Planet’s surface is inhospitable to humans but 30 miles above it is almost perfect
Surrounded by high-rise flats is a little house filled with Lebanon’s history - clocks, rifles, frogmen’s uniforms and colonial helmets

Clocks, rifles, swords, frogmen’s uniforms

Surrounded by high-rise flats is a little house filled with Lebanon’s history
Return to Gaza: Four months on, the wounds left by Israel's bombardment have not yet healed

Four months after the bombardment, Gaza’s wounds are yet to heal

Kim Sengupta is reunited with a man whose plight mirrors the suffering of the Palestinian people
Gastric surgery: Is it really the answer to the UK's obesity epidemic?

Is gastric surgery really the answer to the UK's obesity epidemic?

Critics argue that it’s crazy to operate on healthy people just to stop them eating
Homeless Veterans appeal: Christmas charity auction Part 2 - now LIVE

Homeless Veterans appeal: Christmas charity auction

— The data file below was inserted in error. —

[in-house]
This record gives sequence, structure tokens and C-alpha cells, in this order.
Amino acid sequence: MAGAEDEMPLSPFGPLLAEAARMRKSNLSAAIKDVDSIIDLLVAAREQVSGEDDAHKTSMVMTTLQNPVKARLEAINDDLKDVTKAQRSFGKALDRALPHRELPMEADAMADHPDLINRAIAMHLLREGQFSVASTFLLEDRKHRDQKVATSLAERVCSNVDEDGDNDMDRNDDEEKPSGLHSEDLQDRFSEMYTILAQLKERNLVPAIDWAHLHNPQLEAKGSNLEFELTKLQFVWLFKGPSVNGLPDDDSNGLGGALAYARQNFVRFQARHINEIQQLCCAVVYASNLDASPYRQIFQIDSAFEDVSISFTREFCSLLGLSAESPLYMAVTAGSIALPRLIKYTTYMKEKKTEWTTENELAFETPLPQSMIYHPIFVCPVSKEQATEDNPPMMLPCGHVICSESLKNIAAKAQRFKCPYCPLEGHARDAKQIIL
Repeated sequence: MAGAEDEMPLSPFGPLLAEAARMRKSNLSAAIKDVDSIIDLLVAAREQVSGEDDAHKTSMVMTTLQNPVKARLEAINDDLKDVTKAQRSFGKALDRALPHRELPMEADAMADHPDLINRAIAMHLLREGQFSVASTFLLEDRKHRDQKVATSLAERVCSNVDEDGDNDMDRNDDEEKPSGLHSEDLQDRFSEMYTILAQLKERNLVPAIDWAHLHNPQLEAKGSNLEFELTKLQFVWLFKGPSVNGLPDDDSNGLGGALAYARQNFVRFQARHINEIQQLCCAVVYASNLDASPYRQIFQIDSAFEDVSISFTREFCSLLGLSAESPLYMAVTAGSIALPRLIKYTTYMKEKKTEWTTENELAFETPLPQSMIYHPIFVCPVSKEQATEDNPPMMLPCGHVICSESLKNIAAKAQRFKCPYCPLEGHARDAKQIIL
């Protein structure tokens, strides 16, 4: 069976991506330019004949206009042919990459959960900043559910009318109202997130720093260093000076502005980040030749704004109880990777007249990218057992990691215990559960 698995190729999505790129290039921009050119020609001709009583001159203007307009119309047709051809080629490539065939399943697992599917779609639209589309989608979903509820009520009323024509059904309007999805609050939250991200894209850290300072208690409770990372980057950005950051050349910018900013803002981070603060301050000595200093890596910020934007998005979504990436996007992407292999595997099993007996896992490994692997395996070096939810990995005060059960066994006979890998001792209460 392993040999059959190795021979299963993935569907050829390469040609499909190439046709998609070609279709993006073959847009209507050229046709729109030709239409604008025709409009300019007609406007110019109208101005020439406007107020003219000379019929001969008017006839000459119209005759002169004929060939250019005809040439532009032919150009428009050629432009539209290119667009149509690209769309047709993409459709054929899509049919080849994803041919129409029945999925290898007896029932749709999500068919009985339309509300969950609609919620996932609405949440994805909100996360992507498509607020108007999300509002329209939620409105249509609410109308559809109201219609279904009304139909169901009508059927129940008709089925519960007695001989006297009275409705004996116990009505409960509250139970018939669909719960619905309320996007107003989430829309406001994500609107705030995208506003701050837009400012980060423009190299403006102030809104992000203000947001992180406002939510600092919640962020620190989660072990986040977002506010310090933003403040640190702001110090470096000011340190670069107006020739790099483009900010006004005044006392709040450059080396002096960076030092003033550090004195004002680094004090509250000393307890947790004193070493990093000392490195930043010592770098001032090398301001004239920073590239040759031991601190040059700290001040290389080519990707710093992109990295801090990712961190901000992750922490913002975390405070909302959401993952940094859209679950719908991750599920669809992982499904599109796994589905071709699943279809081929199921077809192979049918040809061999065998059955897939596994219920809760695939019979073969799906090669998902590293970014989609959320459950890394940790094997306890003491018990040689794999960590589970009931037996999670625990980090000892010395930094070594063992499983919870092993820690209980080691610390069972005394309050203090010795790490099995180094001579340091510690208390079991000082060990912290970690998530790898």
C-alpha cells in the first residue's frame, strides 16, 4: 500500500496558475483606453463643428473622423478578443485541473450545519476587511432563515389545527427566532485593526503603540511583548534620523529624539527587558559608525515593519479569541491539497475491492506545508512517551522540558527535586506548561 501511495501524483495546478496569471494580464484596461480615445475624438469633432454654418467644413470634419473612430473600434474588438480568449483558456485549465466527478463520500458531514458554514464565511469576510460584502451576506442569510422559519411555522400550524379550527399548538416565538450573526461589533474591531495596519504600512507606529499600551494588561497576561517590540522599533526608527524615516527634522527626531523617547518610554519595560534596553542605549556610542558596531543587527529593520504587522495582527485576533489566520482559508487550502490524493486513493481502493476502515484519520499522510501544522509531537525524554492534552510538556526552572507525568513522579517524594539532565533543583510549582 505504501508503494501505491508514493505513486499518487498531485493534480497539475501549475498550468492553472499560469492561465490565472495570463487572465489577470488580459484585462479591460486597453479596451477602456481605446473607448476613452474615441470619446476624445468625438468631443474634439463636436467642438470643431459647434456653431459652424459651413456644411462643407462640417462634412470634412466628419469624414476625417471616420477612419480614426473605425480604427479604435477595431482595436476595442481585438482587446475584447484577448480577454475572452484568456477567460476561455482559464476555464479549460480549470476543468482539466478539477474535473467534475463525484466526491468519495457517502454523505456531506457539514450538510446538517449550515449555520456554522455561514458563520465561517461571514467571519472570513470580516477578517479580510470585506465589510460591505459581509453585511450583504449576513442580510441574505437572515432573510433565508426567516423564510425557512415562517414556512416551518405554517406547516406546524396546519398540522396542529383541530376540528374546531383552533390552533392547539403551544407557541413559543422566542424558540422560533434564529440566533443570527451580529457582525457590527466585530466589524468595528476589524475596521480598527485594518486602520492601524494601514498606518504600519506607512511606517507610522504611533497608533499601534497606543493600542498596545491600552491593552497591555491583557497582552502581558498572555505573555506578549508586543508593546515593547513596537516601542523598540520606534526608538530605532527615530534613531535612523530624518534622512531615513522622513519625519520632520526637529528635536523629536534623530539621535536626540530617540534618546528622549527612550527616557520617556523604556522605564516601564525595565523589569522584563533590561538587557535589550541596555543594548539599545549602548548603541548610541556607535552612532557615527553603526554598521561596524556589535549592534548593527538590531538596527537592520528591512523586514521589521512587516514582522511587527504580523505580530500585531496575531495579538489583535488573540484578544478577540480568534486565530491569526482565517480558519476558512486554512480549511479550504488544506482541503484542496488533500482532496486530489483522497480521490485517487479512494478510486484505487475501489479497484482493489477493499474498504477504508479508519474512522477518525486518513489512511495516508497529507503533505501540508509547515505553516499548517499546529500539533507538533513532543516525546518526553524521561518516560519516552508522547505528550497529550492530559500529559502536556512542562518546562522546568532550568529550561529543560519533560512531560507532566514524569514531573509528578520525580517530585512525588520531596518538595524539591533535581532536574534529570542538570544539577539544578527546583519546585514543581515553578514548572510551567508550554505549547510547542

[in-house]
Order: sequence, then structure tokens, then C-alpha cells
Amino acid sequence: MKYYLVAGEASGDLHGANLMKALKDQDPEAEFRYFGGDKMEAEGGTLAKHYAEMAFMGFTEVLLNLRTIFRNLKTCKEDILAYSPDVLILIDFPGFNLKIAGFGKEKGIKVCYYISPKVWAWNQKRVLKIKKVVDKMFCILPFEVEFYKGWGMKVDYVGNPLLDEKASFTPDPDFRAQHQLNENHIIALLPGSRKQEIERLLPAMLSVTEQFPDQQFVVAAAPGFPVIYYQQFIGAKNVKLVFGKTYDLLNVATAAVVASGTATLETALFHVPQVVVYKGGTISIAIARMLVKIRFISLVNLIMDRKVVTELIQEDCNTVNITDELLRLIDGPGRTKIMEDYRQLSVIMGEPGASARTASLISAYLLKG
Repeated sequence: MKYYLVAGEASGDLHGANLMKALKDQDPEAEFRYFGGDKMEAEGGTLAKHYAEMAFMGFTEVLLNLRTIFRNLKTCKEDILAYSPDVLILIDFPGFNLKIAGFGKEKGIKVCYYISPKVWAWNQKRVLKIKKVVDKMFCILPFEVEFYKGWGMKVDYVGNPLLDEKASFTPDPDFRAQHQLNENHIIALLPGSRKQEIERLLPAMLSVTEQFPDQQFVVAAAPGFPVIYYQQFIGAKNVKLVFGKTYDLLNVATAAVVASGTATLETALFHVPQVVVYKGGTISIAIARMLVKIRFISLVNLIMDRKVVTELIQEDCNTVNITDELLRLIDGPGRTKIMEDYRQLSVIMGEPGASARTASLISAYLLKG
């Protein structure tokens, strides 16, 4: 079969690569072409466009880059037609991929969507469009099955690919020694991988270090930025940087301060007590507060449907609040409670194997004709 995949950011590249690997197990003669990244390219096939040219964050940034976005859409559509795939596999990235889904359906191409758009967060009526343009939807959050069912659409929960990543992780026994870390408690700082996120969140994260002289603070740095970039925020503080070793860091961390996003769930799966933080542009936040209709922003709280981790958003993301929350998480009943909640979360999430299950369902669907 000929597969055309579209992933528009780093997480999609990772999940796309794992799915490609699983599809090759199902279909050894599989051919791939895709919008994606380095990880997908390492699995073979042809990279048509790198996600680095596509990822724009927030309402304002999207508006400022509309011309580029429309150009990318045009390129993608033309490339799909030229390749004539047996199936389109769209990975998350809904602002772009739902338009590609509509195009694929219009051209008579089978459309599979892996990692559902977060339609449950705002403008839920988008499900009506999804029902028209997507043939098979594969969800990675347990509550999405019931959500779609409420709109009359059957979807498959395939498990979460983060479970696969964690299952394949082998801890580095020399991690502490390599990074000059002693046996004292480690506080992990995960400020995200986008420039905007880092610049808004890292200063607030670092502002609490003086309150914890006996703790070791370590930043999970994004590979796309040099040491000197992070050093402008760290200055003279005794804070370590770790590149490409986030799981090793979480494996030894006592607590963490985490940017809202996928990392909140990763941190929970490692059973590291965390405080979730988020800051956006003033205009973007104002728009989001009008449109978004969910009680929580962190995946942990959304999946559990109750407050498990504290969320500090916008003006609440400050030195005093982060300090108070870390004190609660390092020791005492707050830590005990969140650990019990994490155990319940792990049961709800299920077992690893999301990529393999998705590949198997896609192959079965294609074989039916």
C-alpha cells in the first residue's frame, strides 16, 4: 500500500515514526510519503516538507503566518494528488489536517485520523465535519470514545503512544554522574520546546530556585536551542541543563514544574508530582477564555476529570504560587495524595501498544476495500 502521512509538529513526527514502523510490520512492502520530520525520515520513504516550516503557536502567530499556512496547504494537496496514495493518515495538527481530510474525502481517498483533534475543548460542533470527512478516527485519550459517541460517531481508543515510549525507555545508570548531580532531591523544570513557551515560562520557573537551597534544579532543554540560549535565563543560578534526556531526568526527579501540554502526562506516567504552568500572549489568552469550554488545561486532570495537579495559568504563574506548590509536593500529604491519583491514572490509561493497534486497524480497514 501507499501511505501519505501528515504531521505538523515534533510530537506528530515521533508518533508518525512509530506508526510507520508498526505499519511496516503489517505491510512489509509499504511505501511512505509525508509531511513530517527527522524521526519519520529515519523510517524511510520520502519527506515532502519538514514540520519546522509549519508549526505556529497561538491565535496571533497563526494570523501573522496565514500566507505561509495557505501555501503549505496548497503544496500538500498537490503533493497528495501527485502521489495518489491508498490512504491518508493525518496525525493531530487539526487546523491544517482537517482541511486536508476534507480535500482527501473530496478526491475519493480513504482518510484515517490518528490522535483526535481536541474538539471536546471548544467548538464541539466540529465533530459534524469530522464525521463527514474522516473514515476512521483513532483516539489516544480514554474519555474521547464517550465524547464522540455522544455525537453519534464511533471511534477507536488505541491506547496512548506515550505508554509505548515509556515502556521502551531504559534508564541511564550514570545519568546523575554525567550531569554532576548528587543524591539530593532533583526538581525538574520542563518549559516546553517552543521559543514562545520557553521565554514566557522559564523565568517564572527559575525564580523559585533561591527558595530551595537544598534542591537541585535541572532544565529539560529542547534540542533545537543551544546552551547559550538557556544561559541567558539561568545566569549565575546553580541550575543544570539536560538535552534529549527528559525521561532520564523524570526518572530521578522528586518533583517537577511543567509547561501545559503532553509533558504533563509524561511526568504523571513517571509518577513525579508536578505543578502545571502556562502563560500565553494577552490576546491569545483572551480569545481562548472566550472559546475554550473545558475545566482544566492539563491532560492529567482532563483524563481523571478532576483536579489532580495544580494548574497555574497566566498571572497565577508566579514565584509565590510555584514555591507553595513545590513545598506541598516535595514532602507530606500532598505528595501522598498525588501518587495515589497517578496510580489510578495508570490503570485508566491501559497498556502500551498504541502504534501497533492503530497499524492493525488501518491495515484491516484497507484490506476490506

Bid on original art, or trips of a lifetime to Africa or the 'Corrie' set, and help Homeless Veterans
Pantomime rings the changes to welcome autistic theatre-goers

Autism-friendly theatre

Pantomime leads the pack in quest to welcome all
The week Hollywood got scared and had to grow up a bit

The week Hollywood got scared and had to grow up a bit

Sony suffered a chorus of disapproval after it withdrew 'The Interview', but it's not too late for it to take a stand, says Joan Smith
From Widow Twankey to Mother Goose, how do the men who play panto dames get themselves ready for the performance of a lifetime?

Panto dames: before and after

From Widow Twankey to Mother Goose, how do the men who play panto dames get themselves ready for the performance of a lifetime?
Thirties murder mystery novel is surprise runaway Christmas hit

Thirties murder mystery novel is surprise runaway Christmas hit

Booksellers say readers are turning away from dark modern thrillers and back to the golden age of crime writing
Anne-Marie Huby: 'Charities deserve the best,' says founder of JustGiving

Anne-Marie Huby: 'Charities deserve the best'

Ten million of us have used the JustGiving website to donate to good causes. Its co-founder says that being dynamic is as important as being kind
The botanist who hunts for giant trees at Kew Gardens

The man who hunts giants

A Kew Gardens botanist has found 25 new large tree species - and he's sure there are more out there